Former FBI Director James Comey knows secrets that few people on Earth have access to, and now President Donald Trump fears that the lawman will start talking. The president took to Twitter Friday morning to issue a threat to Comey that erratically referenced "tapes" of their conversations that may or may not exist.
It was immediately unclear what "tapes" the president was alluding to in his tweet. Trump even hinted that Comey himself does not know if the tapes exist, suggesting they were recorded surreptitiously.
Since Trump decided to fire his FBI director, he has had a difficult time laying off of Twitter. Earlier Friday, Trump tweeted that the "story" of his campaign's possible collusion with Russia was "fabricated" by Democrats as "an excuse for losing the election."
But Trump's tweet that transparently threatened Comey from "leaking to the press" seems to have crossed a line that even the Trump White House may not survive.
Norm Eisen, the White House ethics czar during the Obama administration, indicated Friday that Trump possibly committed a crime by sending that tweet.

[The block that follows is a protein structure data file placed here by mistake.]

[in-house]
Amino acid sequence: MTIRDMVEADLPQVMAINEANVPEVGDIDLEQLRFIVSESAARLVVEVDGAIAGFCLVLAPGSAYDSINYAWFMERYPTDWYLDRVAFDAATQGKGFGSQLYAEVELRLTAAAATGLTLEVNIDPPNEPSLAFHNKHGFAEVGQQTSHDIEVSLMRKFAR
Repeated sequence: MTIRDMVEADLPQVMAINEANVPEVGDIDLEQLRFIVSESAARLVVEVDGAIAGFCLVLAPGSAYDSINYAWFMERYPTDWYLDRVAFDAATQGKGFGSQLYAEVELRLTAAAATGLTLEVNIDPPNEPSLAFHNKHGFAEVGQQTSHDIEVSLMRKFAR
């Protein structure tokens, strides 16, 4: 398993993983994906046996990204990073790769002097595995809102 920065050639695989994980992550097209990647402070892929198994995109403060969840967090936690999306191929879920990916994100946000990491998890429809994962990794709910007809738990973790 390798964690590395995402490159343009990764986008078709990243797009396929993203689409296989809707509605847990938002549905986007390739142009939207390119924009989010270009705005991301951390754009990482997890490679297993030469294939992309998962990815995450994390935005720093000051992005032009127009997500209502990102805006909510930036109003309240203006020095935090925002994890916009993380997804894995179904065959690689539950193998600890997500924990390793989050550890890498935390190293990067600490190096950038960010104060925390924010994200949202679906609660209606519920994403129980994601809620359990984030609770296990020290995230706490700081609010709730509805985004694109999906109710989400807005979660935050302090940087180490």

Comey, who was already at the center of the FBI investigation into Russia's election interference, could now be the one man in the country who can testify to Trump's possible obstruction of a federal investigation. Even if the congressional and law enforcement investigations into the Trump campaign fail to yield any hard evidence of collusion, the president may have just undone himself with his threatening tweet.
Trump's early morning declarations may come back to bite him if a newly rejuvenated FBI finds something that could eventually bring him down. According to reports, agents and career employees within the FBI are reeling from Comey's firing, and one Hill contributor recently claimed that the bureau has "Trump tapes" akin to Nixon's "Watergate tapes." It could only be a matter of time before something leaks.
On CNN "New Day" Friday, former White House senior adviser David Axelrod was left wondering how the American people can trust the president.
"The problem with the president is that he spent a career flouting laws, norms and the truth," Axelrod said.